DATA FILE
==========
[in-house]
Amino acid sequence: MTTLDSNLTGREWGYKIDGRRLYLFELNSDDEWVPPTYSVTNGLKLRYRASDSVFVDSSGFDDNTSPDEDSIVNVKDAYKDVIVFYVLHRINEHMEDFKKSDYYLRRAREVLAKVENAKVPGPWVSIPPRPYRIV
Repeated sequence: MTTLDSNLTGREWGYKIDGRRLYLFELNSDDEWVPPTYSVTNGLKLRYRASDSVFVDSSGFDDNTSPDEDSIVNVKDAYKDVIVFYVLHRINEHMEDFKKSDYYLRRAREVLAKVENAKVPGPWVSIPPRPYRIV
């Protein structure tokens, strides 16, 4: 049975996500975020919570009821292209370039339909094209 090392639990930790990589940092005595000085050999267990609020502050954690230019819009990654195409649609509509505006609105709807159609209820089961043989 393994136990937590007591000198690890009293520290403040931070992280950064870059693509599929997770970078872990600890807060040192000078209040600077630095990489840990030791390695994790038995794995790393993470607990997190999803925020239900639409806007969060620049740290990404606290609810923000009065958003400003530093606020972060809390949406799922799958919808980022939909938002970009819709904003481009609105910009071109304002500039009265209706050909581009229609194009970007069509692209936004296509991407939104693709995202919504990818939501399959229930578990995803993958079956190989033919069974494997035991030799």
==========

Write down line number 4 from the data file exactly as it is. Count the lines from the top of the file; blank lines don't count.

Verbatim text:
């Protein structure tokens, strides 16, 4: 049975996500975020919570009821292209370039339909094209 090392639990930790990589940092005595000085050999267990609020502050954690230019819009990654195409649609509509505006609105709807159609209820089961043989 393994136990937590007591000198690890009293520290403040931070992280950064870059693509599929997770970078872990600890807060040192000078209040600077630095990489840990030791390695994790038995794995790393993470607990997190999803925020239900639409806007969060620049740290990404606290609810923000009065958003400003530093606020972060809390949406799922799958919808980022939909938002970009819709904003481009609105910009071109304002500039009265209706050909581009229609194009970007069509692209936004296509991407939104693709995202919504990818939501399959229930578990995803993958079956190989033919069974494997035991030799």